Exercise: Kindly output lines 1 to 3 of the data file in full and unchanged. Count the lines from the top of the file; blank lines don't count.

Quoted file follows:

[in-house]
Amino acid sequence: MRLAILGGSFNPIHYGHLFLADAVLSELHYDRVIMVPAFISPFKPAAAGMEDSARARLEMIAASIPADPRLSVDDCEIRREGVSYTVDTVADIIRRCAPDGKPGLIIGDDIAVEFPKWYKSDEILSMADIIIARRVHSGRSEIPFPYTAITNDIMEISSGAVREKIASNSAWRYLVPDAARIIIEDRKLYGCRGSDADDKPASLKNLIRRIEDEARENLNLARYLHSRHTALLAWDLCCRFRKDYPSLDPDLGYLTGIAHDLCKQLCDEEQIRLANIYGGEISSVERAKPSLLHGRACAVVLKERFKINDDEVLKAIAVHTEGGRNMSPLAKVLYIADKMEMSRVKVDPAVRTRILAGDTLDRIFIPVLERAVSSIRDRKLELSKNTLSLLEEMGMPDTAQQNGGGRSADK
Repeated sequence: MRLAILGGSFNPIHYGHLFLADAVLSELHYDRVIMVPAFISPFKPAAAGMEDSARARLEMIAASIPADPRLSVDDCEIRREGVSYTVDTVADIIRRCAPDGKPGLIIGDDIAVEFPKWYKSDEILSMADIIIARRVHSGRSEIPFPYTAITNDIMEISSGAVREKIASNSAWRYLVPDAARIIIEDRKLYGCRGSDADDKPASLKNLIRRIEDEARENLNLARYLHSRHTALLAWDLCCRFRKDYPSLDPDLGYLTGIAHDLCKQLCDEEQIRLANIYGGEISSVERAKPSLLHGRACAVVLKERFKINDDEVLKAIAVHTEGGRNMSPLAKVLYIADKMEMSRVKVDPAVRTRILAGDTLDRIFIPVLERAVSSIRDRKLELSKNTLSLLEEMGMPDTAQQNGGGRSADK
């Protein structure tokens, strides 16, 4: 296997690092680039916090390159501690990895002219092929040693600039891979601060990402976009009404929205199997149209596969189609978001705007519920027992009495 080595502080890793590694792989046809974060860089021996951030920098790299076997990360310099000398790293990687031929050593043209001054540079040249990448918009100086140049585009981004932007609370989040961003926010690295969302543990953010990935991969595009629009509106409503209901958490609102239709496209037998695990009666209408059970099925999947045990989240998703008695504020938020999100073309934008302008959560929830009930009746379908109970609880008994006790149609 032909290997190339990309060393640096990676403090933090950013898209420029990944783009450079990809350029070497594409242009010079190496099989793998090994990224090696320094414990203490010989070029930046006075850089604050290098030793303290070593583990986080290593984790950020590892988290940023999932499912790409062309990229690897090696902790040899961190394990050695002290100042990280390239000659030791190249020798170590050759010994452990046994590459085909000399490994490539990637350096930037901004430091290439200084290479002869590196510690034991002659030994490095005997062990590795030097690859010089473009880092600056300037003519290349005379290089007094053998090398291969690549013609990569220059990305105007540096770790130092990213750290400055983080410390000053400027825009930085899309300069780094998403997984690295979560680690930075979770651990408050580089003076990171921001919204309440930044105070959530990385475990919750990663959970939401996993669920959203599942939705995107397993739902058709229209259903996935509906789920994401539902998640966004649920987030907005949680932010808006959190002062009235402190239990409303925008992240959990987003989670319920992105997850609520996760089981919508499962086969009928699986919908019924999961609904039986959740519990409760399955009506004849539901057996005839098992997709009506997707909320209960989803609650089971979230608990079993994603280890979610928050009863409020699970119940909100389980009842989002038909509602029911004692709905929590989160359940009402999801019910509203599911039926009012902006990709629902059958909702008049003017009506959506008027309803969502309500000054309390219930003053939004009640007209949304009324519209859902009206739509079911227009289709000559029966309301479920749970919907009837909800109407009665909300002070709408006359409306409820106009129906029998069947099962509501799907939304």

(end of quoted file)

[in-house]
Amino acid sequence: MRLAILGGSFNPIHYGHLFLADAVLSELHYDRVIMVPAFISPFKPAAAGMEDSARARLEMIAASIPADPRLSVDDCEIRREGVSYTVDTVADIIRRCAPDGKPGLIIGDDIAVEFPKWYKSDEILSMADIIIARRVHSGRSEIPFPYTAITNDIMEISSGAVREKIASNSAWRYLVPDAARIIIEDRKLYGCRGSDADDKPASLKNLIRRIEDEARENLNLARYLHSRHTALLAWDLCCRFRKDYPSLDPDLGYLTGIAHDLCKQLCDEEQIRLANIYGGEISSVERAKPSLLHGRACAVVLKERFKINDDEVLKAIAVHTEGGRNMSPLAKVLYIADKMEMSRVKVDPAVRTRILAGDTLDRIFIPVLERAVSSIRDRKLELSKNTLSLLEEMGMPDTAQQNGGGRSADK
Repeated sequence: MRLAILGGSFNPIHYGHLFLADAVLSELHYDRVIMVPAFISPFKPAAAGMEDSARARLEMIAASIPADPRLSVDDCEIRREGVSYTVDTVADIIRRCAPDGKPGLIIGDDIAVEFPKWYKSDEILSMADIIIARRVHSGRSEIPFPYTAITNDIMEISSGAVREKIASNSAWRYLVPDAARIIIEDRKLYGCRGSDADDKPASLKNLIRRIEDEARENLNLARYLHSRHTALLAWDLCCRFRKDYPSLDPDLGYLTGIAHDLCKQLCDEEQIRLANIYGGEISSVERAKPSLLHGRACAVVLKERFKINDDEVLKAIAVHTEGGRNMSPLAKVLYIADKMEMSRVKVDPAVRTRILAGDTLDRIFIPVLERAVSSIRDRKLELSKNTLSLLEEMGMPDTAQQNGGGRSADK